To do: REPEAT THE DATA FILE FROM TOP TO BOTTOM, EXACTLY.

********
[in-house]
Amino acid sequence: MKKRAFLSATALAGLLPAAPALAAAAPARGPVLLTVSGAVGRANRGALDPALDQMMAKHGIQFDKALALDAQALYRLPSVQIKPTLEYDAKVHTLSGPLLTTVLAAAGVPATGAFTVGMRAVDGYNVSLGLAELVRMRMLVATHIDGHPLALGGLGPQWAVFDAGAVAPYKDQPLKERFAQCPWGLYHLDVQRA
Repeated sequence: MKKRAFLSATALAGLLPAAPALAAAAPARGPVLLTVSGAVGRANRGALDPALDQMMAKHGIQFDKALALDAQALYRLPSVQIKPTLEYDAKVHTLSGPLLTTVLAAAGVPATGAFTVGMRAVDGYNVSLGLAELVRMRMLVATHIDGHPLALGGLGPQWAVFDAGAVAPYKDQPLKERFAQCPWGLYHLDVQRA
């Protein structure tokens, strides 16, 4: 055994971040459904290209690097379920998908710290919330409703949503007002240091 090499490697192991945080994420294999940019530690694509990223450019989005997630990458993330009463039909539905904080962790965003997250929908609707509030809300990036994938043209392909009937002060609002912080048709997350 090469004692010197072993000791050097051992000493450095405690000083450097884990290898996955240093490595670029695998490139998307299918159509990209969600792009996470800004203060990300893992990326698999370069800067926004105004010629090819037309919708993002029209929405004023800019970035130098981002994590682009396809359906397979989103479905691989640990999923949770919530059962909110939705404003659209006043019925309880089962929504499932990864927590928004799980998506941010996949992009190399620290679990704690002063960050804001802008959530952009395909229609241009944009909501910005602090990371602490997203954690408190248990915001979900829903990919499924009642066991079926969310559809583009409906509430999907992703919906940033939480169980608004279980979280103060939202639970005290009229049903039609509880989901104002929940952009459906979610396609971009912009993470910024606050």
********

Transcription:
[in-house]
Amino acid sequence: MKKRAFLSATALAGLLPAAPALAAAAPARGPVLLTVSGAVGRANRGALDPALDQMMAKHGIQFDKALALDAQALYRLPSVQIKPTLEYDAKVHTLSGPLLTTVLAAAGVPATGAFTVGMRAVDGYNVSLGLAELVRMRMLVATHIDGHPLALGGLGPQWAVFDAGAVAPYKDQPLKERFAQCPWGLYHLDVQRA
Repeated sequence: MKKRAFLSATALAGLLPAAPALAAAAPARGPVLLTVSGAVGRANRGALDPALDQMMAKHGIQFDKALALDAQALYRLPSVQIKPTLEYDAKVHTLSGPLLTTVLAAAGVPATGAFTVGMRAVDGYNVSLGLAELVRMRMLVATHIDGHPLALGGLGPQWAVFDAGAVAPYKDQPLKERFAQCPWGLYHLDVQRA
């Protein structure tokens, strides 16, 4: 055994971040459904290209690097379920998908710290919330409703949503007002240091 090499490697192991945080994420294999940019530690694509990223450019989005997630990458993330009463039909539905904080962790965003997250929908609707509030809300990036994938043209392909009937002060609002912080048709997350 090469004692010197072993000791050097051992000493450095405690000083450097884990290898996955240093490595670029695998490139998307299918159509990209969600792009996470800004203060990300893992990326698999370069800067926004105004010629090819037309919708993002029209929405004023800019970035130098981002994590682009396809359906397979989103479905691989640990999923949770919530059962909110939705404003659209006043019925309880089962929504499932990864927590928004799980998506941010996949992009190399620290679990704690002063960050804001802008959530952009395909229609241009944009909501910005602090990371602490997203954690408190248990915001979900829903990919499924009642066991079926969310559809583009409906509430999907992703919906940033939480169980608004279980979280103060939202639970005290009229049903039609509880989901104002929940952009459906979610396609971009912009993470910024606050």